No Veto Override: A Missed Opportunity for Louisiana’s Kids
Yesterday, Louisiana House of Representatives Speaker Clay Schexnayder and Senate President Page Cortez notified members of the legislature that a special session will not be held to consider overriding some or all of the 29 bills Governor Edwards vetoed from the 2022 Regular Session. This is because a sufficient number of lawmakers — 39 House members (32 Democrats, 1 Independent, 6 Republicans) and 25 Senators (12 Democrats, 13 Republicans), to be exact — had returned ballots indicating they believed such a session was not necessary.
Among the bills vetoed were three bills that would have expanded K-12 school choice for Louisiana kids and their families:
- House Bill 194: Would have deposited state funds otherwise allocated to public schools for the education of Louisiana children with disabilities into special accounts that parents could have used to send their child to a private school or to fund a home-based individualized education program
- Senate Bill 203: Would have deposited state funds otherwise allocated to public schools for the education of 2nd and 3rd graders who are behind in reading into special accounts that parents could have used to send their child to a private school or to fund a home-based individualized education program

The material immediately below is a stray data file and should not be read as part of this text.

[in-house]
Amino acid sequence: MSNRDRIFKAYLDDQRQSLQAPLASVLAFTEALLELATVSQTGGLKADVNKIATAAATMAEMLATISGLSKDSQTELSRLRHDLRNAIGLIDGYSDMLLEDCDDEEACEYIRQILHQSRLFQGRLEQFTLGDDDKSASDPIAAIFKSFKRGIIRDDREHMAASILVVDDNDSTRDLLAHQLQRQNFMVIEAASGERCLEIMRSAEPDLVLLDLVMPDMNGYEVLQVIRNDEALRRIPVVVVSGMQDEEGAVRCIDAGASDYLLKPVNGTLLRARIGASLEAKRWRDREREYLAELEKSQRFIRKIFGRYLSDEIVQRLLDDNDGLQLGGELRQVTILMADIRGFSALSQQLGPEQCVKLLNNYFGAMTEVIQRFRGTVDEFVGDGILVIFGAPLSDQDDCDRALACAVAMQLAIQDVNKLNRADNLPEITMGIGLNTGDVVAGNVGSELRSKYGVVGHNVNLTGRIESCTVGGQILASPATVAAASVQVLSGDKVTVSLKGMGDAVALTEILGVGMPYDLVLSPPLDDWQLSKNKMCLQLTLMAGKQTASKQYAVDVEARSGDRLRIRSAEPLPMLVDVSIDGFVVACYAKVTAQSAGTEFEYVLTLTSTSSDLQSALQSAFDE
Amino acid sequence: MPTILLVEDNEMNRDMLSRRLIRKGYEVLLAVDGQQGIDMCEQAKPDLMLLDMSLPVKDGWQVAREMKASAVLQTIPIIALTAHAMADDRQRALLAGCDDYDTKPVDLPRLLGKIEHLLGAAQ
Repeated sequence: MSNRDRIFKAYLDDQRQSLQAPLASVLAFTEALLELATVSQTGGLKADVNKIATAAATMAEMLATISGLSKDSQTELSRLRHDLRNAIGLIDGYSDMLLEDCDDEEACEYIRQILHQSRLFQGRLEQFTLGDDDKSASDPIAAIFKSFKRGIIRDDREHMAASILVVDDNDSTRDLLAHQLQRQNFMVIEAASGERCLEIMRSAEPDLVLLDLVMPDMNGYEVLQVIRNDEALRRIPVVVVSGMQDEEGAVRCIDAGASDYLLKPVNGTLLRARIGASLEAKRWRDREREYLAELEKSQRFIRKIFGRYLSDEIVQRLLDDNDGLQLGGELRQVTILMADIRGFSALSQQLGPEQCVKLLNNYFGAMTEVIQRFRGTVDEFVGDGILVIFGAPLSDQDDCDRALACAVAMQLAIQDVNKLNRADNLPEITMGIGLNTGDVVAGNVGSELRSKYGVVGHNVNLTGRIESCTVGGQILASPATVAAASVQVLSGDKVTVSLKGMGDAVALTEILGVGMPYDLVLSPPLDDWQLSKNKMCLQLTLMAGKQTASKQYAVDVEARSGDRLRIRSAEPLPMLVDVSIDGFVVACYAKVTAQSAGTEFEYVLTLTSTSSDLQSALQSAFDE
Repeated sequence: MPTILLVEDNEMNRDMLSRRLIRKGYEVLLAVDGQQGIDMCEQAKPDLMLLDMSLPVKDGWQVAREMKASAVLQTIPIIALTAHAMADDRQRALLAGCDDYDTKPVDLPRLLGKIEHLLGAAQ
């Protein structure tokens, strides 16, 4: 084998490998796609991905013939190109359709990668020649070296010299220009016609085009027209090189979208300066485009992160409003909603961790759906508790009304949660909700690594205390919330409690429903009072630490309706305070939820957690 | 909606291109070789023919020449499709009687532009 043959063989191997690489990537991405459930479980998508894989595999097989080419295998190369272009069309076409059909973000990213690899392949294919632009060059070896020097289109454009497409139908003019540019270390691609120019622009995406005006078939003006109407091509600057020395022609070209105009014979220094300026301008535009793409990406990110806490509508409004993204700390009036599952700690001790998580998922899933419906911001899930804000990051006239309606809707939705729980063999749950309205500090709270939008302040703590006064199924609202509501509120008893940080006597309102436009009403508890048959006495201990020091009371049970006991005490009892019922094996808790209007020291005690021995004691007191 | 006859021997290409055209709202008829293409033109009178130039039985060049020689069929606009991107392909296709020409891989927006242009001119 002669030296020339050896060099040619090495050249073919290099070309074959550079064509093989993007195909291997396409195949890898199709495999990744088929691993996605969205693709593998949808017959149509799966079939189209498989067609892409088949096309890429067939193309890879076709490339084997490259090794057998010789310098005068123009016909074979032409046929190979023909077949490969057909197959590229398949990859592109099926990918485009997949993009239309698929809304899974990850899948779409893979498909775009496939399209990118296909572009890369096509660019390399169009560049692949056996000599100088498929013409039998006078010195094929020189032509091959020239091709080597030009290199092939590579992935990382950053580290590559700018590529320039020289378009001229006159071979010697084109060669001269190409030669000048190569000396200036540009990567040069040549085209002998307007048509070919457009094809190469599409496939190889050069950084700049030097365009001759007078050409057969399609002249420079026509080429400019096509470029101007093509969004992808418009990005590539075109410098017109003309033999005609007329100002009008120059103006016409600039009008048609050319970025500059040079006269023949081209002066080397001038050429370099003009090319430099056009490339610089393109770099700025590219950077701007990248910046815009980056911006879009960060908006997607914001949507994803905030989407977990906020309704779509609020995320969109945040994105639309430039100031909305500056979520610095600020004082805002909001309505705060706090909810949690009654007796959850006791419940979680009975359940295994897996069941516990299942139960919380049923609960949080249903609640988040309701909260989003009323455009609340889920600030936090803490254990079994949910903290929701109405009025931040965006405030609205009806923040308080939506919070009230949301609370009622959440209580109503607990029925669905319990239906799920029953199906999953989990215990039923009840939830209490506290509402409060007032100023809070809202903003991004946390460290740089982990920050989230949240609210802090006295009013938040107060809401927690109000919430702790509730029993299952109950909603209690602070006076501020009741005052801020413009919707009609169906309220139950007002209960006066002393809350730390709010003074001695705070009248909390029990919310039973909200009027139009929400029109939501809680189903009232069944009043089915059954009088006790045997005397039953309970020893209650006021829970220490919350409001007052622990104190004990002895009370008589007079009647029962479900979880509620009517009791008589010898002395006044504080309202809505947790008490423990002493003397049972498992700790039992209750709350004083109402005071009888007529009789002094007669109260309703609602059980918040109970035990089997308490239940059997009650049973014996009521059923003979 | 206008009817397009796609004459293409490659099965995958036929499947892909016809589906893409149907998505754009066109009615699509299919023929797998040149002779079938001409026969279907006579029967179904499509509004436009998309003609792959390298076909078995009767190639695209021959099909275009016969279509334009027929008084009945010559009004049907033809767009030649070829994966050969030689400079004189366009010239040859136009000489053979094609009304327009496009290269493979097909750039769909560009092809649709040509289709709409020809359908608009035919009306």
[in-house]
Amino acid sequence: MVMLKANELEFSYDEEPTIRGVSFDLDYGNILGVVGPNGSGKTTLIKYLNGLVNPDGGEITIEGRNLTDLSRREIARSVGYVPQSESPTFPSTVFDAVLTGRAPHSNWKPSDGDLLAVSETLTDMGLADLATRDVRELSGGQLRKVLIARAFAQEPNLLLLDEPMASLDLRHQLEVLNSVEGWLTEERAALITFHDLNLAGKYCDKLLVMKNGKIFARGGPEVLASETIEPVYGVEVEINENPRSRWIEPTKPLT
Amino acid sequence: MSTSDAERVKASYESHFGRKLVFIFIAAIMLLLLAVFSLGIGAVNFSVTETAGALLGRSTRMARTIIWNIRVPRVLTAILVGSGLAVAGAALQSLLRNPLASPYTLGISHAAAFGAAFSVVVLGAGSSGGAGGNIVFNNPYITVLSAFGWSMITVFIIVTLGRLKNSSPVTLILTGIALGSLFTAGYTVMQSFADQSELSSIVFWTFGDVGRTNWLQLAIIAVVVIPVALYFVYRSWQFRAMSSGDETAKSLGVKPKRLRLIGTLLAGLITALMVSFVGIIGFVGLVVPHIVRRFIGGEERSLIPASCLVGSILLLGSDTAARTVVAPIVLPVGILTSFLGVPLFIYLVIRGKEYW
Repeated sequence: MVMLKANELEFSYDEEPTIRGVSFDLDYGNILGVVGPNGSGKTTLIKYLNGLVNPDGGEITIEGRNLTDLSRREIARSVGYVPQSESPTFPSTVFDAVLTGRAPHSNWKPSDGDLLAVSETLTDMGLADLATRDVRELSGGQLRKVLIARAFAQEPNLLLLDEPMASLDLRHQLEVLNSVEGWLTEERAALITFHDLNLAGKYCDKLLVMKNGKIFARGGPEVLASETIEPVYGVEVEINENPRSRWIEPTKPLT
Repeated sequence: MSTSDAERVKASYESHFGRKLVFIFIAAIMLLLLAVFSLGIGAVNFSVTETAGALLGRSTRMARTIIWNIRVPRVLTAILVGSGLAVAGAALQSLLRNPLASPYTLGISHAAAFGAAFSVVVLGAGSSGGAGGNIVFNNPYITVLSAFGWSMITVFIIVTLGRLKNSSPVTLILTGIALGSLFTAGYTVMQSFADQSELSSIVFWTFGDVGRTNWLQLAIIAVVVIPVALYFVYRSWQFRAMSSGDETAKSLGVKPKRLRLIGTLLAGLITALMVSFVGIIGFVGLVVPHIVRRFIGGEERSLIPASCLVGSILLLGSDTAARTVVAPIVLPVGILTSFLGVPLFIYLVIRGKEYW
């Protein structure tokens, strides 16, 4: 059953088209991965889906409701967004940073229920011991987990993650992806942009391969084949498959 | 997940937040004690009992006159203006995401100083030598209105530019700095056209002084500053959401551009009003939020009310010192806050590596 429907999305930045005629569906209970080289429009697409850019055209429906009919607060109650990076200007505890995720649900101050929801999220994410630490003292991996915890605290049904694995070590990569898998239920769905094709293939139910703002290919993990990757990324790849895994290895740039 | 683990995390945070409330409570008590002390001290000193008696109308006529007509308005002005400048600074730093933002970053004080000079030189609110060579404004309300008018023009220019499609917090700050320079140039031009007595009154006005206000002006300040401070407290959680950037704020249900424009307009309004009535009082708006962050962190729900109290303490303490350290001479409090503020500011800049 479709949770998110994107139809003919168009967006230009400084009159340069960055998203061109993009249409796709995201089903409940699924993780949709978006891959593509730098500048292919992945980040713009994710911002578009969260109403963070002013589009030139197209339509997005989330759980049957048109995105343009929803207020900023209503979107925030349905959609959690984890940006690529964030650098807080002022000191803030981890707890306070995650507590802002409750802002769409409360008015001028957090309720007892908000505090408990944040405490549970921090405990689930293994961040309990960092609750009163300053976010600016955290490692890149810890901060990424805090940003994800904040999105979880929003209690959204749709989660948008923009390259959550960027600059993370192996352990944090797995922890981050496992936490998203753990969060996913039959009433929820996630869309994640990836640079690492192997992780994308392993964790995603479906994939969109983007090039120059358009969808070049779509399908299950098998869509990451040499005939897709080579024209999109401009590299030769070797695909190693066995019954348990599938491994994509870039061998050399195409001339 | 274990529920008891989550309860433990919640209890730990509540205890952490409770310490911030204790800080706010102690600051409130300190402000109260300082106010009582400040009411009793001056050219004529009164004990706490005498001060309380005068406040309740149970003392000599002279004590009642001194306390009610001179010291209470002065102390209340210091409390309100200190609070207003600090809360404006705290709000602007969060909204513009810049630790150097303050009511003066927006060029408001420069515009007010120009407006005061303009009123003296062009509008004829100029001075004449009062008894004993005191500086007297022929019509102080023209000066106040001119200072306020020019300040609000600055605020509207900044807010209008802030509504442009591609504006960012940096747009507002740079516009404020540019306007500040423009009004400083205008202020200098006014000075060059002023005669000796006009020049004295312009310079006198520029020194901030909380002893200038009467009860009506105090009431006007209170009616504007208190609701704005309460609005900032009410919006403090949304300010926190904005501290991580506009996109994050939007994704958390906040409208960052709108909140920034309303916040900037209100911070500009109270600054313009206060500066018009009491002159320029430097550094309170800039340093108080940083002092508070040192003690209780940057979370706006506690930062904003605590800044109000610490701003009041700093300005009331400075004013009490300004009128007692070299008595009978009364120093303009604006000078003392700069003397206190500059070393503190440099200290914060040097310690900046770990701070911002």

- Senate Bill 145: Would have expedited the process for charter schools created through partnerships with large regional businesses (like the current charter schools created in partnership with Ochsner Health and Woman’s Hospital) to be approved and would have allowed children from multiple parishes to attend
As the Advocate reported, while a majority of House members didn’t express disagreement with a veto override session, a majority of senators did. This is surprising, given that the bills vetoed by a Democrat governor were passed with overwhelming support from Republican senators who make up 67 percent of all Senate seats. Roughly the same percentage of House members are Republicans. School choice has always been a major policy platform for Republicans, at both the national and state levels.
Exactly why lawmakers opposed a veto override session isn’t clear, although it’s always difficult to ascertain whether the required two-thirds vote in each chamber is actually there to accomplish a veto override.
There’s one thing we know for sure, though, and it’s that Louisiana’s kids and their families need and deserve the same types of educational options that are being provided in other states. Lawmakers, particularly conservatives who ran on advancing school choice, have unfortunately missed a great opportunity to do just that.